Sixteen-week analysis of unaltered elastomeric chain relating in-vitro force degradation with in-vivo extraction space tooth movement

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The purposes of this study were to evaluate whether unaltered elastomeric chain can continue to move teeth for 16 weeks and to relate it to the amount of force remaining for the same batch of elastomeric chains.


The in-vivo portion of the study had a sample of 30 paired extraction space sites from 22 subjects who were measured for closure of the space every 28 days. The altered side elastomeric chain served as the control and was replaced at 28-day intervals whereas the experimental side remained unaltered. In the in-vitro portion of the study, 100 each of 2-unit and 3-unit segments of the same batch of elastomeric chains were placed in a water bath, and the force was measured for 20 of each segment length at the 28-day measurement points.


Statistically significant amounts of space closure occurred at both the altered and unaltered sites at all measurement time points. The mean space closure at the altered sites was minimally greater than that observed at the paired unaltered sites. The mean differences of space closure between the altered and unaltered sites ranged from a minimum of –0.05 mm at 4 weeks to a maximum of –0.14 mm at 8 weeks. The elastomeric chain force degraded rapidly by 4 weeks but continued a gradual diminution of force to 86 g at 16 weeks.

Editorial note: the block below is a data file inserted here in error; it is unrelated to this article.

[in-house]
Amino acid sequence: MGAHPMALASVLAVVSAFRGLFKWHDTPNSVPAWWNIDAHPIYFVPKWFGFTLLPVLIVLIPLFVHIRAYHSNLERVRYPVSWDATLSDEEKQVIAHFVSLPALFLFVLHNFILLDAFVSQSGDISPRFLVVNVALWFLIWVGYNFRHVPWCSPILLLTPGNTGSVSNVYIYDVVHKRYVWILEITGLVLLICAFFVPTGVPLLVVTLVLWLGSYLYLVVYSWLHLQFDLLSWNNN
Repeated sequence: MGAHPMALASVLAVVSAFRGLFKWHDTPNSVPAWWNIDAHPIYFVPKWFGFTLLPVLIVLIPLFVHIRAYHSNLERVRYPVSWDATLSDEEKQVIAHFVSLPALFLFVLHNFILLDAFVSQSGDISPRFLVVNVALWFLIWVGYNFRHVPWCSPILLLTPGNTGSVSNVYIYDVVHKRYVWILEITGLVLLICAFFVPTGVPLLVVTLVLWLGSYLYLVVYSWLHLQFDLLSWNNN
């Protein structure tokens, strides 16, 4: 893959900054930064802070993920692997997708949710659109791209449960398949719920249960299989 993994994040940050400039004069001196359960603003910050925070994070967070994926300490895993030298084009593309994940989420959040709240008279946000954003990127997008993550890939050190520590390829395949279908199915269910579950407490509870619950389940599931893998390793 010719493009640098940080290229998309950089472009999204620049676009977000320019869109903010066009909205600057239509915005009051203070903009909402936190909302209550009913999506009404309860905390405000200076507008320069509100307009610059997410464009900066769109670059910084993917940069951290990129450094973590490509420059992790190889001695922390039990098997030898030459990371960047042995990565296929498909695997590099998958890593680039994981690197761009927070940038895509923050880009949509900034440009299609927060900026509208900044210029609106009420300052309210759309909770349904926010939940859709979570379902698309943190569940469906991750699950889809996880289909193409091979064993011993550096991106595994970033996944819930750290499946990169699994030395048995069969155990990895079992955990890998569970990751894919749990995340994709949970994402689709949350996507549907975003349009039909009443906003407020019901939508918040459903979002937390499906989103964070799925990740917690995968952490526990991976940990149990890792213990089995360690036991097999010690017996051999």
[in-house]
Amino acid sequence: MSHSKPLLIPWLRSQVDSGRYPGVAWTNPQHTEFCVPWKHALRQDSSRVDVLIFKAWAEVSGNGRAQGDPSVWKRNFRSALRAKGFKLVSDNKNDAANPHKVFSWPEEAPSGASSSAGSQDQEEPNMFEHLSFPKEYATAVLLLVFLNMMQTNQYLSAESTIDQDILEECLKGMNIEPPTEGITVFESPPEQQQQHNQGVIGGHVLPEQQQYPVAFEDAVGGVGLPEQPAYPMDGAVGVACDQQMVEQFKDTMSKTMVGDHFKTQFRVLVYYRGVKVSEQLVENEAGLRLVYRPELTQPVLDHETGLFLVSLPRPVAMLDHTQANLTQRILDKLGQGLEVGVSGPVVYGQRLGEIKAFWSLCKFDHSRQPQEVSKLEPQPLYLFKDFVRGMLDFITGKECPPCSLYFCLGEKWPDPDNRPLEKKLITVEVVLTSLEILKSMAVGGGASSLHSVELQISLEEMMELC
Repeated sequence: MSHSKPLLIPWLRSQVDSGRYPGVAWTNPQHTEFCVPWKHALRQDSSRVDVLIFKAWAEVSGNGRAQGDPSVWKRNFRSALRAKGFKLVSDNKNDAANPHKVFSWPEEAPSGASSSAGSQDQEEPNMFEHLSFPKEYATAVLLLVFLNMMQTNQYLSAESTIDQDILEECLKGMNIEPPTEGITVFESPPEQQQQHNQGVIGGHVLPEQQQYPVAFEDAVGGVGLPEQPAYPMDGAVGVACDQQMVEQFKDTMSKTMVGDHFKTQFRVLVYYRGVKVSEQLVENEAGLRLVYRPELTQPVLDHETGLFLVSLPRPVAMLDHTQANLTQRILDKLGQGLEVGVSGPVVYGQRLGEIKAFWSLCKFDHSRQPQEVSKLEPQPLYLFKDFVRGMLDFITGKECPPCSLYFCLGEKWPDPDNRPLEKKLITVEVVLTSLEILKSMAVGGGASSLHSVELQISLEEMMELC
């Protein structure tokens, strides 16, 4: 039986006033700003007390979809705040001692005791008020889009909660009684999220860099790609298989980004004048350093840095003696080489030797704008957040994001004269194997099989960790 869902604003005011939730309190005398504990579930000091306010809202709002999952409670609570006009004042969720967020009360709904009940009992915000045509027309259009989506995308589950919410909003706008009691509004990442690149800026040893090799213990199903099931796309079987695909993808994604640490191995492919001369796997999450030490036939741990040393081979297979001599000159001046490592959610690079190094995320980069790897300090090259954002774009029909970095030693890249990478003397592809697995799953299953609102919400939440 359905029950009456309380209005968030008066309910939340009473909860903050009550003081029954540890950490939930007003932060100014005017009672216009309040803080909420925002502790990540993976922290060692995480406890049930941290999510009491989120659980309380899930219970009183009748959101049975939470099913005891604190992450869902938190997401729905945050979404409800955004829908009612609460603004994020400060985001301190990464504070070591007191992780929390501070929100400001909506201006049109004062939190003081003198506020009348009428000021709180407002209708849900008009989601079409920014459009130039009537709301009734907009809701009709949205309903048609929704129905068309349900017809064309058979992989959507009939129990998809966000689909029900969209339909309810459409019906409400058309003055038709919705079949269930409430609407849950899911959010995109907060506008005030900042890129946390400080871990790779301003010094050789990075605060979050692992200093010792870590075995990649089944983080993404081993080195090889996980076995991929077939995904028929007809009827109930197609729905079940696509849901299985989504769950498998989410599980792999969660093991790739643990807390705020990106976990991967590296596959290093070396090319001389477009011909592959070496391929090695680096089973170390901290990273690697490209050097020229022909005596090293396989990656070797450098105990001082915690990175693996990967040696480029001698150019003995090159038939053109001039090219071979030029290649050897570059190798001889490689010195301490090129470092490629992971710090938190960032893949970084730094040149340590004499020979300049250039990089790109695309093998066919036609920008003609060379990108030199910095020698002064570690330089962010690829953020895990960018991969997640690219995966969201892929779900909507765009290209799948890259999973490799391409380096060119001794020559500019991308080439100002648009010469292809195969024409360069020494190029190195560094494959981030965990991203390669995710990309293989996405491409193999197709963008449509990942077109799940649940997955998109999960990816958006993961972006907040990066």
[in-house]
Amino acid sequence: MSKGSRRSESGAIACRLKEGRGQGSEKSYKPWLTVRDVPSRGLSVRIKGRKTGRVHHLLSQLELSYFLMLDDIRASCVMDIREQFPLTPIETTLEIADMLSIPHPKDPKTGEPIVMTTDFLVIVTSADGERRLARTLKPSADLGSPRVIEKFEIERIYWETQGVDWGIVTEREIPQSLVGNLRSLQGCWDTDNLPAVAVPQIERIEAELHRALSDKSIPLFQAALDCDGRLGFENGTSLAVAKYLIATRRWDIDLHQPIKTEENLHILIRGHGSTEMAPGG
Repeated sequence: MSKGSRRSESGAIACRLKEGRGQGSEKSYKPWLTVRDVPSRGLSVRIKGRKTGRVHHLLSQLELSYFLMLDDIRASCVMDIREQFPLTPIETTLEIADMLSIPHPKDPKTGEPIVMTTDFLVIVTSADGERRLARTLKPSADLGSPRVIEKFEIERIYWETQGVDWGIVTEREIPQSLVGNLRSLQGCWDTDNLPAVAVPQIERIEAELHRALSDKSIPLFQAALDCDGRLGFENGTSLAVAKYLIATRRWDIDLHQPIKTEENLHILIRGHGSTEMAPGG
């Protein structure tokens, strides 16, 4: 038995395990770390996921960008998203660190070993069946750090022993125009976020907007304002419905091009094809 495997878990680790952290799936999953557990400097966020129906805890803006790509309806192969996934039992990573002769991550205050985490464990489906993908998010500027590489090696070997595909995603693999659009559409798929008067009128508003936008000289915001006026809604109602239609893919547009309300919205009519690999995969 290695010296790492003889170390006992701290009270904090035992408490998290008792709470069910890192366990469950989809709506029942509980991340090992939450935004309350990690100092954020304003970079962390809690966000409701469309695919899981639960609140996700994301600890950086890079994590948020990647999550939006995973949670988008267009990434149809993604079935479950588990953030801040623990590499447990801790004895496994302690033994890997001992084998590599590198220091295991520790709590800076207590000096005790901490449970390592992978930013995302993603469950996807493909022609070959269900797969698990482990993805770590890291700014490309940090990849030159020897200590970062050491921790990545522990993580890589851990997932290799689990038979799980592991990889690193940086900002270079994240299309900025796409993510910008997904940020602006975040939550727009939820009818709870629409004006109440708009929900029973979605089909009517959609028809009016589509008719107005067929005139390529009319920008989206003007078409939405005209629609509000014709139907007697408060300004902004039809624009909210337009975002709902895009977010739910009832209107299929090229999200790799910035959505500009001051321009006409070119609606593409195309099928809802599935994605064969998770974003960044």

Unaltered elastomeric chain continued to move teeth into extraction spaces for 16 weeks in this sample from both statistically and clinically significant standpoints. There were minimal and statistically insignificant differences in the mean space closure measurements between the paired altered and unaltered sites. The elastomeric chain force at 16 weeks was less than 100 g, yet at the same time point, teeth continued to move clinically.

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